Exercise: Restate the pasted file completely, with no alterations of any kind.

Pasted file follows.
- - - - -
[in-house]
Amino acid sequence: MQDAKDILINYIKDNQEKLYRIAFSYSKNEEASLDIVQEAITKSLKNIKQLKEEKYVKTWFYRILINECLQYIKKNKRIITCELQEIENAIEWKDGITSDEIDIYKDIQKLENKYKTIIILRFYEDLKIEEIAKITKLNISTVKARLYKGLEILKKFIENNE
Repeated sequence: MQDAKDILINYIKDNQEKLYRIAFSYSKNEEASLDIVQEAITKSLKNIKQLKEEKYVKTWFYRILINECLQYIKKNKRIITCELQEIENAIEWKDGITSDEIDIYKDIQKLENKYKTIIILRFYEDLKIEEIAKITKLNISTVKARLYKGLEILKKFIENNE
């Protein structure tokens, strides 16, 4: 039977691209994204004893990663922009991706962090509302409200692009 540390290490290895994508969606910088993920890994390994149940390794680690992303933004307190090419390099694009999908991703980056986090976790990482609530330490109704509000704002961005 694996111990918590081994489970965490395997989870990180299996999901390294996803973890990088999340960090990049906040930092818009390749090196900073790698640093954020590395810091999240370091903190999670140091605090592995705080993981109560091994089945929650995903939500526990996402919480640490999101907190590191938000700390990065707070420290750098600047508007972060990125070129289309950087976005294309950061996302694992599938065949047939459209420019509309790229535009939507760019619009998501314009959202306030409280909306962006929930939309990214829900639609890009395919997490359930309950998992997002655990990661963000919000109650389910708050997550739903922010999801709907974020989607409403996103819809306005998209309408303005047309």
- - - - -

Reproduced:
[in-house]
Amino acid sequence: MQDAKDILINYIKDNQEKLYRIAFSYSKNEEASLDIVQEAITKSLKNIKQLKEEKYVKTWFYRILINECLQYIKKNKRIITCELQEIENAIEWKDGITSDEIDIYKDIQKLENKYKTIIILRFYEDLKIEEIAKITKLNISTVKARLYKGLEILKKFIENNE
Repeated sequence: MQDAKDILINYIKDNQEKLYRIAFSYSKNEEASLDIVQEAITKSLKNIKQLKEEKYVKTWFYRILINECLQYIKKNKRIITCELQEIENAIEWKDGITSDEIDIYKDIQKLENKYKTIIILRFYEDLKIEEIAKITKLNISTVKARLYKGLEILKKFIENNE
């Protein structure tokens, strides 16, 4: 039977691209994204004893990663922009991706962090509302409200692009 540390290490290895994508969606910088993920890994390994149940390794680690992303933004307190090419390099694009999908991703980056986090976790990482609530330490109704509000704002961005 694996111990918590081994489970965490395997989870990180299996999901390294996803973890990088999340960090990049906040930092818009390749090196900073790698640093954020590395810091999240370091903190999670140091605090592995705080993981109560091994089945929650995903939500526990996402919480640490999101907190590191938000700390990065707070420290750098600047508007972060990125070129289309950087976005294309950061996302694992599938065949047939459209420019509309790229535009939507760019619009998501314009959202306030409280909306962006929930939309990214829900639609890009395919997490359930309950998992997002655990990661963000919000109650389910708050997550739903922010999801709907974020989607409403996103819809306005998209309408303005047309």